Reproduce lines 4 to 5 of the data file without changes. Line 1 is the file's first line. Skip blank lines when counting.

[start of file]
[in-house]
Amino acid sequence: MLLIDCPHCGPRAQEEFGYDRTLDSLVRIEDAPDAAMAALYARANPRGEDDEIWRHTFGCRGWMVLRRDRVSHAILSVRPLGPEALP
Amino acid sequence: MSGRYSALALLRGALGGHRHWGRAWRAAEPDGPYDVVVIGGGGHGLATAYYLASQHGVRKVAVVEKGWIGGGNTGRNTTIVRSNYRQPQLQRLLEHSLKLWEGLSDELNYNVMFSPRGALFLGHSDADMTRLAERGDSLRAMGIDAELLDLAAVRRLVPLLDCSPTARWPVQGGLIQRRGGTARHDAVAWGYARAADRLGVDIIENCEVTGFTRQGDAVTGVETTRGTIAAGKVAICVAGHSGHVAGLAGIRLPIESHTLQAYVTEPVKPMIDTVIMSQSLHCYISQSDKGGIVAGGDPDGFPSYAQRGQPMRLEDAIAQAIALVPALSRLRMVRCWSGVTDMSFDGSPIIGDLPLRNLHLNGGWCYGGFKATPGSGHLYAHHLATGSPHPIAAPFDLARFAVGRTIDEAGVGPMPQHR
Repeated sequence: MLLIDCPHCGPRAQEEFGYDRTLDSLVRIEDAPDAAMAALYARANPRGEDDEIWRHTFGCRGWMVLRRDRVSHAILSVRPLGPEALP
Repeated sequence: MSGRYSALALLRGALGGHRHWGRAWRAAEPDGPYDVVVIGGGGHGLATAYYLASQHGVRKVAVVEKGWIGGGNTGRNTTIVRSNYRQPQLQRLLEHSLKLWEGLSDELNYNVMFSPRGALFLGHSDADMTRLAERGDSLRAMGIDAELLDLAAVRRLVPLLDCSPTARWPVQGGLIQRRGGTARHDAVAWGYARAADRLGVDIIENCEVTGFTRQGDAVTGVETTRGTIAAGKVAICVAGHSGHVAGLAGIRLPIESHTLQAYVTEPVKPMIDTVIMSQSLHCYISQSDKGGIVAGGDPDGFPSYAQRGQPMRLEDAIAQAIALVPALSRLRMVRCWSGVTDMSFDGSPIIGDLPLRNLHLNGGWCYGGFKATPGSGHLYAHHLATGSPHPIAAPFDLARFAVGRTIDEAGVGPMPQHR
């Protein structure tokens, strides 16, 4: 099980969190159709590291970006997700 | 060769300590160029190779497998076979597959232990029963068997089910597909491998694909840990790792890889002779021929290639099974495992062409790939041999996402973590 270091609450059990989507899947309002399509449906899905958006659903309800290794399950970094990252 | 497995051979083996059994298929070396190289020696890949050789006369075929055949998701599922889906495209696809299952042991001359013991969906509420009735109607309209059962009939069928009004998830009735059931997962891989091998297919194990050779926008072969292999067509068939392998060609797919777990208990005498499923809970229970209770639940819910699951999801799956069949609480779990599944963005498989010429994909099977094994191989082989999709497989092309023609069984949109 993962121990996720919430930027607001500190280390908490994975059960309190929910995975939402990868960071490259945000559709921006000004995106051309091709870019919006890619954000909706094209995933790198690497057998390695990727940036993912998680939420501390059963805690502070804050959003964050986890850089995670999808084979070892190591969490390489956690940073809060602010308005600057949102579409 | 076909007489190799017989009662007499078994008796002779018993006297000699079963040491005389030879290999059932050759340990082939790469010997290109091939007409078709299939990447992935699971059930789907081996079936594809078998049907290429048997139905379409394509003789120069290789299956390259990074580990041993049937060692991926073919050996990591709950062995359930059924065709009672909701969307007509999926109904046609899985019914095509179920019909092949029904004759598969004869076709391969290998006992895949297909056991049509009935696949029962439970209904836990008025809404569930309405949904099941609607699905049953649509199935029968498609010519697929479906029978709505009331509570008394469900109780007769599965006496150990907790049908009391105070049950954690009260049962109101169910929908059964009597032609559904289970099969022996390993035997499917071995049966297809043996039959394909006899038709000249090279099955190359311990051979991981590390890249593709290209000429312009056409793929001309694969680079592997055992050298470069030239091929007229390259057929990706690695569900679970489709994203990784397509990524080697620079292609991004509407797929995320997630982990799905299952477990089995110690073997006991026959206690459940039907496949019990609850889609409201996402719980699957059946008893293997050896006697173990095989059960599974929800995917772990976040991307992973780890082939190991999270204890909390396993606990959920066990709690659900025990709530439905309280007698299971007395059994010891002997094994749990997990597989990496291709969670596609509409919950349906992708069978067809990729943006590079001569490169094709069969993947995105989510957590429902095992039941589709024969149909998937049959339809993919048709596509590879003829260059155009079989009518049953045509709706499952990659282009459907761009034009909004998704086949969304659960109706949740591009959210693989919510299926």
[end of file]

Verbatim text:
Repeated sequence: MLLIDCPHCGPRAQEEFGYDRTLDSLVRIEDAPDAAMAALYARANPRGEDDEIWRHTFGCRGWMVLRRDRVSHAILSVRPLGPEALP
Repeated sequence: MSGRYSALALLRGALGGHRHWGRAWRAAEPDGPYDVVVIGGGGHGLATAYYLASQHGVRKVAVVEKGWIGGGNTGRNTTIVRSNYRQPQLQRLLEHSLKLWEGLSDELNYNVMFSPRGALFLGHSDADMTRLAERGDSLRAMGIDAELLDLAAVRRLVPLLDCSPTARWPVQGGLIQRRGGTARHDAVAWGYARAADRLGVDIIENCEVTGFTRQGDAVTGVETTRGTIAAGKVAICVAGHSGHVAGLAGIRLPIESHTLQAYVTEPVKPMIDTVIMSQSLHCYISQSDKGGIVAGGDPDGFPSYAQRGQPMRLEDAIAQAIALVPALSRLRMVRCWSGVTDMSFDGSPIIGDLPLRNLHLNGGWCYGGFKATPGSGHLYAHHLATGSPHPIAAPFDLARFAVGRTIDEAGVGPMPQHR